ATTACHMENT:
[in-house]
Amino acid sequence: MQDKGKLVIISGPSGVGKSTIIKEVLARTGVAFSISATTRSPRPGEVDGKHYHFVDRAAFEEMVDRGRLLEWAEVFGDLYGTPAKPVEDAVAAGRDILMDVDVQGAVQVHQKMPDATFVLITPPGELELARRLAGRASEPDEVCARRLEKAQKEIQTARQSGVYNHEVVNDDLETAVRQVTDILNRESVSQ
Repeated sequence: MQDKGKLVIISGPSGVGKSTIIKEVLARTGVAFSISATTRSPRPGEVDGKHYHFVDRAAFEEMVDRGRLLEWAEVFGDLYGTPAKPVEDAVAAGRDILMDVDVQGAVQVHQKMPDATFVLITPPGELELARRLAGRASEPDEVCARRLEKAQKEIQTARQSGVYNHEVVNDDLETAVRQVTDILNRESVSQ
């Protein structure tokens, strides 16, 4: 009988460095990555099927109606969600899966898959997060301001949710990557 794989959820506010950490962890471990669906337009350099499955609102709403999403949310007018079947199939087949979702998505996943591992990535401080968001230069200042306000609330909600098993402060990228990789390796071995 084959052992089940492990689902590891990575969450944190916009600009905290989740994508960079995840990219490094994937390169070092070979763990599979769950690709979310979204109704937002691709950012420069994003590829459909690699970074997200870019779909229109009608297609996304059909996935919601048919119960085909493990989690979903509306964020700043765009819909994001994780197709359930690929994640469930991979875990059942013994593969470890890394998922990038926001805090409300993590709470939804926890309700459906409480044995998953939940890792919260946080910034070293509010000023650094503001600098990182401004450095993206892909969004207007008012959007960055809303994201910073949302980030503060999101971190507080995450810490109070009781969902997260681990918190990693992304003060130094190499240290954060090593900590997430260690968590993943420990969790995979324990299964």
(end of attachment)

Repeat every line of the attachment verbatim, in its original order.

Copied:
[in-house]
Amino acid sequence: MQDKGKLVIISGPSGVGKSTIIKEVLARTGVAFSISATTRSPRPGEVDGKHYHFVDRAAFEEMVDRGRLLEWAEVFGDLYGTPAKPVEDAVAAGRDILMDVDVQGAVQVHQKMPDATFVLITPPGELELARRLAGRASEPDEVCARRLEKAQKEIQTARQSGVYNHEVVNDDLETAVRQVTDILNRESVSQ
Repeated sequence: MQDKGKLVIISGPSGVGKSTIIKEVLARTGVAFSISATTRSPRPGEVDGKHYHFVDRAAFEEMVDRGRLLEWAEVFGDLYGTPAKPVEDAVAAGRDILMDVDVQGAVQVHQKMPDATFVLITPPGELELARRLAGRASEPDEVCARRLEKAQKEIQTARQSGVYNHEVVNDDLETAVRQVTDILNRESVSQ
């Protein structure tokens, strides 16, 4: 009988460095990555099927109606969600899966898959997060301001949710990557 794989959820506010950490962890471990669906337009350099499955609102709403999403949310007018079947199939087949979702998505996943591992990535401080968001230069200042306000609330909600098993402060990228990789390796071995 084959052992089940492990689902590891990575969450944190916009600009905290989740994508960079995840990219490094994937390169070092070979763990599979769950690709979310979204109704937002691709950012420069994003590829459909690699970074997200870019779909229109009608297609996304059909996935919601048919119960085909493990989690979903509306964020700043765009819909994001994780197709359930690929994640469930991979875990059942013994593969470890890394998922990038926001805090409300993590709470939804926890309700459906409480044995998953939940890792919260946080910034070293509010000023650094503001600098990182401004450095993206892909969004207007008012959007960055809303994201910073949302980030503060999101971190507080995450810490109070009781969902997260681990918190990693992304003060130094190499240290954060090593900590997430260690968590993943420990969790995979324990299964």